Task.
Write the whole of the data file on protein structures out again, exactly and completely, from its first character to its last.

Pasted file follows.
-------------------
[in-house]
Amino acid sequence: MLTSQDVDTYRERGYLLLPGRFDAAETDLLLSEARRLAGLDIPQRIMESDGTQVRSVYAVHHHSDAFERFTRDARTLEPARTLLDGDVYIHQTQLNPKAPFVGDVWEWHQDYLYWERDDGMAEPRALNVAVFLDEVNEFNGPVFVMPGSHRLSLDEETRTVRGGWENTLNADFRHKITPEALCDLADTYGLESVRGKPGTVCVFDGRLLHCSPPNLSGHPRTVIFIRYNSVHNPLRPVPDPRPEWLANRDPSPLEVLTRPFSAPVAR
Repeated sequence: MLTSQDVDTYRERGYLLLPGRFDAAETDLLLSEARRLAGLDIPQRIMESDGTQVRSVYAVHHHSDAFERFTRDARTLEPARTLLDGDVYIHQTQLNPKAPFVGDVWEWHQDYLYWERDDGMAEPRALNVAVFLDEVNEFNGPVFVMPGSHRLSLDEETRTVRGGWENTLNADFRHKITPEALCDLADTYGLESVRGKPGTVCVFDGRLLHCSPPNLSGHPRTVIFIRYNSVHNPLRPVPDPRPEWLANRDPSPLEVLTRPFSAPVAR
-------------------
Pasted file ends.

[in-house]
Amino acid sequence: MLTSQDVDTYRERGYLLLPGRFDAAETDLLLSEARRLAGLDIPQRIMESDGTQVRSVYAVHHHSDAFERFTRDARTLEPARTLLDGDVYIHQTQLNPKAPFVGDVWEWHQDYLYWERDDGMAEPRALNVAVFLDEVNEFNGPVFVMPGSHRLSLDEETRTVRGGWENTLNADFRHKITPEALCDLADTYGLESVRGKPGTVCVFDGRLLHCSPPNLSGHPRTVIFIRYNSVHNPLRPVPDPRPEWLANRDPSPLEVLTRPFSAPVAR
Repeated sequence: MLTSQDVDTYRERGYLLLPGRFDAAETDLLLSEARRLAGLDIPQRIMESDGTQVRSVYAVHHHSDAFERFTRDARTLEPARTLLDGDVYIHQTQLNPKAPFVGDVWEWHQDYLYWERDDGMAEPRALNVAVFLDEVNEFNGPVFVMPGSHRLSLDEETRTVRGGWENTLNADFRHKITPEALCDLADTYGLESVRGKPGTVCVFDGRLLHCSPPNLSGHPRTVIFIRYNSVHNPLRPVPDPRPEWLANRDPSPLEVLTRPFSAPVAR